A scarcity of something makes it special. That’s the reason why Rajasthan has always sanctified water much more than any other place in India. Low rainfall and saline groundwater turned people into great conservers who not only built beautiful and durable structures but also developed sustainable practices around them.
The book, Jal Aur Samaj by Dr Brajrattan Joshi, takes us on a journey through this set up as built by people of Bikaner. Dr Joshi has been able to bring complex historical and cultural connections of water to life in the city through detailed interviews and secondary research. The work also becomes important because it includes the voices and the wisdom of a generation we are losing fast.
Jal Aur Samaj is inspired by Anupam Mishra’s Aaj Bhi Khare Hain Talaab. It takes the work forward by focusing on one city. Every town needs to similarly document and celebrate its water heritage as these structures are a good bet to tide over the present and future water crises. In the words of Anupam Mishra who wrote this book’s preface: “These ponds are not only history of Bikaner. They can also be its future.”
Of over 100 ponds in Bikaner at one time, not even 10 were fully funded by the rulers. The people themselves laboured and collected money and material to construct and preserve these nests of biodiversity as most of the ponds and their catchments also had a good tree cover and high density of medicinal plants. Thus, a pond was not just a water body but a link connecting trees, wildlife, and man, offering space to each one of them.
Swimming classes at these ponds and wrestling pits around them produced competitive divers and tacklers while intellectual, religious and musical events nourished the soul.
Being thriving open spaces, ponds were well maintained and their water devoid of pollutants. The upkeep of some ponds was done through caretakers whose sustenance was the responsibility of the society. Gifts were offered to them on auspicious occasions, especially after the weddings when the newly wedded had to visit the community pond to seek blessings.
Caste discrimination is often said to be the bane of traditional Indian society but as this book shows, the differences have become starker in recent times. Many ponds in Bikaner were built by certain castes and communities but were open for public use. So Kharnada pond, which was built by Brahmin goldsmiths, hosted various fairs which had everyone’s participation and management. Likewise, Sansolaav, commissioned by Samoji, was the resting place for Muslim devotees returning from the fair of Gemna peer and Brahmins of that area used to look after these pilgrims.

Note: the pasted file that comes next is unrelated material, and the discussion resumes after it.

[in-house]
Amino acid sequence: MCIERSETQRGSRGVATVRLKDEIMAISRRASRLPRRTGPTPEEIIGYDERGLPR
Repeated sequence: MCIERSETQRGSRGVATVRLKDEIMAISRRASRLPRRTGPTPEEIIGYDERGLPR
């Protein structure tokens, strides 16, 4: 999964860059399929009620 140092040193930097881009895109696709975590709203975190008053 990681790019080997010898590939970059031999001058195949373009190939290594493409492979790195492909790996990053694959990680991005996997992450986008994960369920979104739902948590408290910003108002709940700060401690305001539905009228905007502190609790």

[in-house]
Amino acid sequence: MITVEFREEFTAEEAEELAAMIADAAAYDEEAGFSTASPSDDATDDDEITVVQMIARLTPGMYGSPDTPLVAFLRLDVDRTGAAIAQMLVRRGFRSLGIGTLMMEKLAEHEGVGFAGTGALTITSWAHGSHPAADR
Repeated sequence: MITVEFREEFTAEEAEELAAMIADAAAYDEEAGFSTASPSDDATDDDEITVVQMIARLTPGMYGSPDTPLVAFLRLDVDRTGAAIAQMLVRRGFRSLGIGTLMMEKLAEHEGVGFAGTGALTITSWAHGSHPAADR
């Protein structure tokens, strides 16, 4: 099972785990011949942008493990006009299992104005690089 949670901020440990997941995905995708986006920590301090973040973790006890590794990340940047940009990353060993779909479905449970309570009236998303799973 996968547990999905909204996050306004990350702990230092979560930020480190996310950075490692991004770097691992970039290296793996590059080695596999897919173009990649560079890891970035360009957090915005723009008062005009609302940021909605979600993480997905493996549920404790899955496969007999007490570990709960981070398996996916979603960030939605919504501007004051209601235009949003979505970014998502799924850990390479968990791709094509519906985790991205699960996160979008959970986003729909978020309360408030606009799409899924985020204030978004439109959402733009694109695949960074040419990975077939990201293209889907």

Besides being a repository of all ponds big and small, Jal Aur Samaj tracks down the process of land selection through joint application of geological, geographical and astrological knowledge. The soil was tested for quality and water retention. Special tools were put to use for the construction of ponds and measurement of water levels.
Jal Aur Samaj also carries the nuances of the local language through a ghazal written in 1975 by poet Uday Chand Jain as he describes the city, its markets, people and most importantly, the ponds.
Sadly, of over 100 ponds in Bikaner once, not even one percent is in a good state now. Expansion of water pipeline network led to the negligence of the ponds and their catchment areas where encroachments flourished and mining industry gained a foothold. Moreover, most of the ponds were common properties and not in the name of individuals who could have intervened legally.
While a few castes and communities have tried to restore their ponds, the approach has been more inclined towards modern landscaping than the preservation of natural ambience. Dr Joshi does well to underscore all these limitations, which will help inform the protection measures. Thankfully, Bikaner has something to refer to. Other cities will do well to follow suit.